# Sidi’s Generalized Secant Method For Finding Roots of Equations

by admin in on June 14, 2019

Sidi’s generalized secant method is a root-finding algorithm, that is, a numerical method for solving equations of the form f(x) = 0 . The method was published by Avram Sidi. The method is a generalization of the secant method. Like the secant method, it is an iterative method which requires one evaluation of f in each iteration and no derivatives of f. The method can converge much faster though, with an order which approaches 2 provided that f satisfies the regularity conditions described below.

Notes On This Method:

– Changing the K value might give you the second or third root …
– if you got a werdo answer for a specifice K, just repeat the calculation untile if fixes itself (this because we are using a random initial conditions equal to K value – means K = 3 –> we have 3 random initial conditons and as this number increase its hard to make this method converge), but for K = 2 you 100% will get a true answer.
– K starts from 2 and unlimited from the upper side.

### Example On Using This Code

Input

f =@(x) x.^4 - 8.*x +1;        % Equation we interest to solve
N = 1e6;                       % Max. Number of iterations
err = eps;                     % Tollerance value

Output

RootX = 0.12503 , FX = 0 , Error = 2.7756e-17  ### Contents

• Algorithm
• Convergence
• Related algorithms
• References

### Algorithm

We call alpha the root of f, that is, f(alpha) = 0. Sidi’s method is an iterative method which generates a sequence {x_(i)} of approximations of alpha. Starting with k + 1 initial approximations x_(1),… ,x_(k+1), the approximation x_(k+2) is calculated in the first iteration, the approximation x_(k+3) is calculated in the second iteration, etc. Each iteration takes as input the last k + 1 approximations and the value of f at those approximations. Hence the nth iteration takes as input the approximations x_(n),… ,x_(n+k) and the values f(x_(n)),… ,f(x_(n+k)).

The number k must be 1 or larger: k = 1, 2, 3, …. It remains fixed during the execution of the algorithm. In order to obtain the starting approximations x_(1),… ,x_(k+1) one could carry out a few initializing iterations with a lower value of k.

The approximation x_(n+k+1) is calculated as follows in the nth iteration. A polynomial of interpolation p_(n,k)(x) of degree k is fitted to the k + 1 points With this polynomial, the next approximation x_(n+k+1)  of alpha is calculated as (1)

with p’_{n,k}(x_(n+k)) the derivative of p_(n,k) at x_(n+k). Having calculated x_(n+k+1) one calculates f(x_(n+k+1))) and the algorithm can continue with the (n + 1)th iteration. Clearly, this method requires the function f to be evaluated only once per iteration; it requires no derivatives of f .

The iterative cycle is stopped if an appropriate stop-criterion is met. Typically the criterion is that the last calculated approximation is close enough to the sought-after root alpha. To execute the algorithm effectively, Sidi’s method calculates the interpolating polynomial p_(n,k)(x) in its Newton form.

### Convergence

Sidi showed that if the function f is (k + 1)-times continuously differentiable in an open interval I containing alpha (that is, f in C^(k+1)(I)), alpha  is a simple root of f  (that is, f ‘(alpha) = 0) and the initial approximations x_(1),… ,x_(k+1) are chosen close enough to alpha, then the sequence x_(i) converges to alpha , meaning that the following limit holds: .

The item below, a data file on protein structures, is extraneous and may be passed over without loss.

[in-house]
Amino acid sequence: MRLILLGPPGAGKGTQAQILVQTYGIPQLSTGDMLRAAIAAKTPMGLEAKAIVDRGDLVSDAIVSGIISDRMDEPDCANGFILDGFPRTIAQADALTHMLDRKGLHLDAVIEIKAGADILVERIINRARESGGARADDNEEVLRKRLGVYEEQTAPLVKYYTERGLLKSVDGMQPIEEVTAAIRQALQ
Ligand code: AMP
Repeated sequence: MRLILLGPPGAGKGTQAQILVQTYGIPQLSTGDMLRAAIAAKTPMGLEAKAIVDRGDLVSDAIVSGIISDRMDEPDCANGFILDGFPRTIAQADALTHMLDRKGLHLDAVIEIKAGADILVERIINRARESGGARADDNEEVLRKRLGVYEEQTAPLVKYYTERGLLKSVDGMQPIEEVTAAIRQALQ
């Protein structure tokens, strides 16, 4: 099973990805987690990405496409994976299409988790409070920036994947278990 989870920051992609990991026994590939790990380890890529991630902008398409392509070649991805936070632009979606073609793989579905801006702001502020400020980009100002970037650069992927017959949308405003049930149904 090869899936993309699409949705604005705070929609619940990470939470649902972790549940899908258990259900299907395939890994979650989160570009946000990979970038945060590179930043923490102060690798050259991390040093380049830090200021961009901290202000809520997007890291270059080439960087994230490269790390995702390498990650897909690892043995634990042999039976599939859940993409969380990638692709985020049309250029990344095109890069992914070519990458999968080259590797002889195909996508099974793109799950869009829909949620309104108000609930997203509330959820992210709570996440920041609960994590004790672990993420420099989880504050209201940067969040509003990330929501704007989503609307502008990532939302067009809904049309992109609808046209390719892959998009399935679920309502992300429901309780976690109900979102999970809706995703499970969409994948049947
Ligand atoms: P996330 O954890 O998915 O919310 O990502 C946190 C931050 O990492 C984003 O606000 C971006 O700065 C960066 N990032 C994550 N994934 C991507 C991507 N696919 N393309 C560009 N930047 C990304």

Sidi furthermore showed that and that the sequence converges to alpha of order psi_(k), i.e. The order of convergence psi_(k) is the only positive root of the polynomial We have e.g. psi_(i) = (1 + Sqrt(5)) / 2 ≈ 1.6180, psi _(2) ≈ 1.8393 and psi _(3) ≈ 1.9276. The order approaches 2 from below if k becomes large: ### Related Algorithms

Sidi’s method reduces to the secant method if we take k = 1. In this case the polynomial p_(n,1)(x) is the linear approximation of around alpha which is used in the nth iteration of the secant method. We can expect that the larger we choose k, the better p_(n,k)(x) is an approximation of f(x) around x = alpha. Also, the better p’_(n,k)(x) is an approximation of f'(x) around x = alpha. If we replace p’_(n,k)(x) with  f’ in (1) we obtain that the next approximation in each iteration is calculated as (2)

This is the Newton–Raphson method. It starts off with a single approximation x_(1) so we can take k = 0 in (2). It does not require an interpolating polynomial but instead one has to evaluate the derivative f’ in each iteration. Depending on the nature of f this may not be possible or practical.

Once the interpolating polynomial p_(n,k)(x) has been calculated, one can also calculate the next approximation x_(n+k+1) as a solution of p_(n,k)(x) = 0 instead of using (1). For k = 1 these two methods are identical: it is the secant method. For k = 2 this method is known as Muller’s method. For k = 3 this approach involves finding the roots of a cubic function, which is unattractively complicated. This problem becomes worse for even larger values of k. An additional complication is that the equation p_(n,k)(x) = 0 will in general have multiple solutions and a prescription has to be given which of these solutions is the next approximation x_(n+k+1). Muller does this for the case k = 2 but no such prescriptions appear to exist for k > 2.

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June 14, 2019

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June 14, 2019